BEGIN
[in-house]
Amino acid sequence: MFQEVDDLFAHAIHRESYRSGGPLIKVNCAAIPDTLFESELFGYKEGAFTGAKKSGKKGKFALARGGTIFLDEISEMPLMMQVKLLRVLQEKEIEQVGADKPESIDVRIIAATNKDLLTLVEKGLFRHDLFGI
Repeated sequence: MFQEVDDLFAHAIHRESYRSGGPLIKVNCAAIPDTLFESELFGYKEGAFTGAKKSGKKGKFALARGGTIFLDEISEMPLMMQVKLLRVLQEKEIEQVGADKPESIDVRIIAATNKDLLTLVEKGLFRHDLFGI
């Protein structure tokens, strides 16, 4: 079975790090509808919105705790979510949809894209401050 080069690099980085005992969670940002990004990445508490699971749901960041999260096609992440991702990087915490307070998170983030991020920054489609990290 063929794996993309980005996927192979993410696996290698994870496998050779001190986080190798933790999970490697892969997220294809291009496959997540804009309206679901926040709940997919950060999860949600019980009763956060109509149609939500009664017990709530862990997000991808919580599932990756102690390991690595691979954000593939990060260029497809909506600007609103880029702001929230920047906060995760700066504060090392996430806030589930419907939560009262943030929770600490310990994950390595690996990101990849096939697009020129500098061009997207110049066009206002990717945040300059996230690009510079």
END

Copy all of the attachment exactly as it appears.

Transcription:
[in-house]
Amino acid sequence: MFQEVDDLFAHAIHRESYRSGGPLIKVNCAAIPDTLFESELFGYKEGAFTGAKKSGKKGKFALARGGTIFLDEISEMPLMMQVKLLRVLQEKEIEQVGADKPESIDVRIIAATNKDLLTLVEKGLFRHDLFGI
Repeated sequence: MFQEVDDLFAHAIHRESYRSGGPLIKVNCAAIPDTLFESELFGYKEGAFTGAKKSGKKGKFALARGGTIFLDEISEMPLMMQVKLLRVLQEKEIEQVGADKPESIDVRIIAATNKDLLTLVEKGLFRHDLFGI
């Protein structure tokens, strides 16, 4: 079975790090509808919105705790979510949809894209401050 080069690099980085005992969670940002990004990445508490699971749901960041999260096609992440991702990087915490307070998170983030991020920054489609990290 063929794996993309980005996927192979993410696996290698994870496998050779001190986080190798933790999970490697892969997220294809291009496959997540804009309206679901926040709940997919950060999860949600019980009763956060109509149609939500009664017990709530862990997000991808919580599932990756102690390991690595691979954000593939990060260029497809909506600007609103880029702001929230920047906060995760700066504060090392996430806030589930419907939560009262943030929770600490310990994950390595690996990101990849096939697009020129500098061009997207110049066009206002990717945040300059996230690009510079």